Vitamin C is a water-soluble antioxidant. It is an important anti-stress agent. However, it can be easily oxidized. Sources of vitamin C are citrus fruits and vegetables. Vitamin C is required in collagen biosynthesis and protein metabolism.

Vitamin E is the found in the biological membranes and lipid droplets. Vitamin E is absorbed in the small intestine with various efficacious depending on the diet composition, level of supplementation, age, sex and other individual characteristics of animals. It is the main chain-breaking antioxidant in biological systems.

Carotenoid is a natural pigment, responsible for yellow, orange and sometimes red pigmentation’s in plants, insects, birds and marine animals. They possess antioxidant activity. They have some health promoting properties, including immune system modulation. They are found in some plant-derived feed ingredients.

Manganese has an essential part of a range of enzymes taking part in antioxidant protection, bone growth and egg shell formation carbohydrate and lipid metabolism including processing of cholesterol.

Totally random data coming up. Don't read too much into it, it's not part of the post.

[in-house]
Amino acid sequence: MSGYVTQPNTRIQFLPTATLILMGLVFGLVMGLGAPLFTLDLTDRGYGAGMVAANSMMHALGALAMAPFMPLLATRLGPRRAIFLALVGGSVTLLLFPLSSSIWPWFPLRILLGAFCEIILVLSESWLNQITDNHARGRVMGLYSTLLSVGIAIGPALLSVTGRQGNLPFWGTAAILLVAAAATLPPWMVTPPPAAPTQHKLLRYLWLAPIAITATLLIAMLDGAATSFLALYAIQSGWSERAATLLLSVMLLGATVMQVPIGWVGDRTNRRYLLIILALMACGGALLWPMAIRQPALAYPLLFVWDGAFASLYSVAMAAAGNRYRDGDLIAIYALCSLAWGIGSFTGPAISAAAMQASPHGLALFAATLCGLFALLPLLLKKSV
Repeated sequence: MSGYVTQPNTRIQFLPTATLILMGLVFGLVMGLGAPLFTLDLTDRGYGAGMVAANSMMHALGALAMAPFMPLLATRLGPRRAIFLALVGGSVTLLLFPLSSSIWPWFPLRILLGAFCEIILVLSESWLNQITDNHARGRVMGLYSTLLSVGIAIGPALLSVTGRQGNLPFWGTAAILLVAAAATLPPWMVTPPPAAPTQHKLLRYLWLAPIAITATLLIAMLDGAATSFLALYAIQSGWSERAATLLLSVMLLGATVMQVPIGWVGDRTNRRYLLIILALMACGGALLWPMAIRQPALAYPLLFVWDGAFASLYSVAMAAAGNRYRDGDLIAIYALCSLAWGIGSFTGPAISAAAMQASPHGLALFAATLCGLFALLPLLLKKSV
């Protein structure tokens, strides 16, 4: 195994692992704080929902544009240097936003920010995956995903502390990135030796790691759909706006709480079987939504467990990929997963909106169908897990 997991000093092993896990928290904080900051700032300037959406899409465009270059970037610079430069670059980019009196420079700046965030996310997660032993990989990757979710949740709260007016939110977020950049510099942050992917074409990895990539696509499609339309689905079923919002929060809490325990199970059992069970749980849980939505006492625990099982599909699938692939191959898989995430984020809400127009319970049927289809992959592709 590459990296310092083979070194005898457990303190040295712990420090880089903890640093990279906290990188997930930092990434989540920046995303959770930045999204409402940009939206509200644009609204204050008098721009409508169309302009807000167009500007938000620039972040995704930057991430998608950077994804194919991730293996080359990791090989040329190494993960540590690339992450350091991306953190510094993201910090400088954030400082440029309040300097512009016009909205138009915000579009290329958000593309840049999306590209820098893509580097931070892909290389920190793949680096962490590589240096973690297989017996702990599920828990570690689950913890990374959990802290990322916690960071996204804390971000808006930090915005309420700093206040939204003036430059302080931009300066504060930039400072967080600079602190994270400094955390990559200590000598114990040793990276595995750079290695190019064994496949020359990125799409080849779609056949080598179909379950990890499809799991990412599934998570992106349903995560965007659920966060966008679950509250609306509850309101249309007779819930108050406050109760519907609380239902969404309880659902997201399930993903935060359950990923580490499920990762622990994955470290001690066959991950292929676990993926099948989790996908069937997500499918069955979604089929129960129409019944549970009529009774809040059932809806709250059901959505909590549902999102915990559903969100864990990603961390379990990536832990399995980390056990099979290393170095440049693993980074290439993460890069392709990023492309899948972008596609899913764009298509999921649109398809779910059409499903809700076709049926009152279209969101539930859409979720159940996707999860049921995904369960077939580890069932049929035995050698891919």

Zinc is the second most abundant trace element trace element in mammals and they take part in antioxidant defence as an integral part of SOD, hormone secretion, keratin generation and epithelial tissue integrity immune function.

Iron has a vital role in antioxidant defence as an essential component of catalase, energy and protein metabolism, hence respiratory carrier, electron transport, oxidation-reduction reaction.

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Do you know the good, the bad and the ugly of inflammation in poultry?

Inflammatory responses in birds are because of an immune response. These immune responses can be non-specific (innate) immunity and specific (adaptive) immunity.  Thus, the inflammatory responses can be cell specific as in case of cell mediated immune responses which include T or B lymphocyte responses. These are localized or site specific, whereas non-specific responses are more generalized involving phagocytic cells and innate antibody.  A generalized mass inflammatory response has an overwhelming effect on today’s commercial poultry. The chain reaction of events caused by an antigen always involves the innate immunity reaction prior to the involvement of cell mediated immunity. As we learnt in in vaccination basics, vaccines improve specific antibody titers to prevent infection of target microbes. But does this stop inflammatory responses arising from the innate side of the bird? Do these inflammatory responses affect poultry?